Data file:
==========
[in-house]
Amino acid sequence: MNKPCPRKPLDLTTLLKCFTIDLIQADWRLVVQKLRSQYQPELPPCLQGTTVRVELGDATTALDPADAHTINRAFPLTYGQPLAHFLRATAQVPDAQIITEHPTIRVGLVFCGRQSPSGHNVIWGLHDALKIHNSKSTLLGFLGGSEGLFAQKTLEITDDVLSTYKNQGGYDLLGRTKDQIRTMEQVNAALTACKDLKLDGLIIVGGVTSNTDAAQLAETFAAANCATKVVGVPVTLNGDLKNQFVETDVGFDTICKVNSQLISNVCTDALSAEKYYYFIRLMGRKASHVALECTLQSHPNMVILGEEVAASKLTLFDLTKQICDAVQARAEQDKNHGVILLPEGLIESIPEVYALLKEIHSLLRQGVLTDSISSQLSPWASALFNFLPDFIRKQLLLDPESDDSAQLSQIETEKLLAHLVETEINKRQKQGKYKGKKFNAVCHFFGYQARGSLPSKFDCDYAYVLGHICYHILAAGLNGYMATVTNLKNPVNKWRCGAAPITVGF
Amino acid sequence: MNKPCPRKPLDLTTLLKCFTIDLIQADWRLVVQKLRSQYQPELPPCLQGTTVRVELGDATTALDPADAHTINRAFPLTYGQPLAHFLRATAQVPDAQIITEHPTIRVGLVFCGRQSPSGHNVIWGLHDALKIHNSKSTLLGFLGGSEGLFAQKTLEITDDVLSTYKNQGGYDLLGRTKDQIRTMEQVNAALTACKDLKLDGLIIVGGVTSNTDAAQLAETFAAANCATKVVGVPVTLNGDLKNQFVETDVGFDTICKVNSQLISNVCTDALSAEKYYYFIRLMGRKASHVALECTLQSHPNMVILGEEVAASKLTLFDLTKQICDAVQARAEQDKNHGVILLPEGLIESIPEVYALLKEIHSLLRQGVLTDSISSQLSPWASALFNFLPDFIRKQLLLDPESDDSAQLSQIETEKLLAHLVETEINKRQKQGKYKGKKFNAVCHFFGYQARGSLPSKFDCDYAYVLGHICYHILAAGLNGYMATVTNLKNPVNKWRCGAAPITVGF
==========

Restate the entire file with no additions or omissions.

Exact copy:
[in-house]
Amino acid sequence: MNKPCPRKPLDLTTLLKCFTIDLIQADWRLVVQKLRSQYQPELPPCLQGTTVRVELGDATTALDPADAHTINRAFPLTYGQPLAHFLRATAQVPDAQIITEHPTIRVGLVFCGRQSPSGHNVIWGLHDALKIHNSKSTLLGFLGGSEGLFAQKTLEITDDVLSTYKNQGGYDLLGRTKDQIRTMEQVNAALTACKDLKLDGLIIVGGVTSNTDAAQLAETFAAANCATKVVGVPVTLNGDLKNQFVETDVGFDTICKVNSQLISNVCTDALSAEKYYYFIRLMGRKASHVALECTLQSHPNMVILGEEVAASKLTLFDLTKQICDAVQARAEQDKNHGVILLPEGLIESIPEVYALLKEIHSLLRQGVLTDSISSQLSPWASALFNFLPDFIRKQLLLDPESDDSAQLSQIETEKLLAHLVETEINKRQKQGKYKGKKFNAVCHFFGYQARGSLPSKFDCDYAYVLGHICYHILAAGLNGYMATVTNLKNPVNKWRCGAAPITVGF
Amino acid sequence: MNKPCPRKPLDLTTLLKCFTIDLIQADWRLVVQKLRSQYQPELPPCLQGTTVRVELGDATTALDPADAHTINRAFPLTYGQPLAHFLRATAQVPDAQIITEHPTIRVGLVFCGRQSPSGHNVIWGLHDALKIHNSKSTLLGFLGGSEGLFAQKTLEITDDVLSTYKNQGGYDLLGRTKDQIRTMEQVNAALTACKDLKLDGLIIVGGVTSNTDAAQLAETFAAANCATKVVGVPVTLNGDLKNQFVETDVGFDTICKVNSQLISNVCTDALSAEKYYYFIRLMGRKASHVALECTLQSHPNMVILGEEVAASKLTLFDLTKQICDAVQARAEQDKNHGVILLPEGLIESIPEVYALLKEIHSLLRQGVLTDSISSQLSPWASALFNFLPDFIRKQLLLDPESDDSAQLSQIETEKLLAHLVETEINKRQKQGKYKGKKFNAVCHFFGYQARGSLPSKFDCDYAYVLGHICYHILAAGLNGYMATVTNLKNPVNKWRCGAAPITVGF